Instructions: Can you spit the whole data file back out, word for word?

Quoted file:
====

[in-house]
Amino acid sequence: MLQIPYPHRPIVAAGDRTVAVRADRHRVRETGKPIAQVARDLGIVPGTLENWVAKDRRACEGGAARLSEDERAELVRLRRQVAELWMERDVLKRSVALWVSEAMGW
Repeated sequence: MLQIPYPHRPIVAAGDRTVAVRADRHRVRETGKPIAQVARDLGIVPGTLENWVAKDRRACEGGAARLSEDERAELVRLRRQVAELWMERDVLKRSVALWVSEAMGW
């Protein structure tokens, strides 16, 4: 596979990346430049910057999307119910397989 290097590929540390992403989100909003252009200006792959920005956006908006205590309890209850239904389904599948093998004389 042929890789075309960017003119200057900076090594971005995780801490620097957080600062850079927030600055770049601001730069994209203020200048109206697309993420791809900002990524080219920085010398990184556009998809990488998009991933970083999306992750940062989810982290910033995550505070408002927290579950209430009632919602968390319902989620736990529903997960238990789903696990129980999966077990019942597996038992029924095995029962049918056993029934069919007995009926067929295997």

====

[in-house]
Amino acid sequence: MLQIPYPHRPIVAAGDRTVAVRADRHRVRETGKPIAQVARDLGIVPGTLENWVAKDRRACEGGAARLSEDERAELVRLRRQVAELWMERDVLKRSVALWVSEAMGW
Repeated sequence: MLQIPYPHRPIVAAGDRTVAVRADRHRVRETGKPIAQVARDLGIVPGTLENWVAKDRRACEGGAARLSEDERAELVRLRRQVAELWMERDVLKRSVALWVSEAMGW
């Protein structure tokens, strides 16, 4: 596979990346430049910057999307119910397989 290097590929540390992403989100909003252009200006792959920005956006908006205590309890209850239904389904599948093998004389 042929890789075309960017003119200057900076090594971005995780801490620097957080600062850079927030600055770049601001730069994209203020200048109206697309993420791809900002990524080219920085010398990184556009998809990488998009991933970083999306992750940062989810982290910033995550505070408002927290579950209430009632919602968390319902989620736990529903997960238990789903696990129980999966077990019942597996038992029924095995029962049918056993029934069919007995009926067929295997």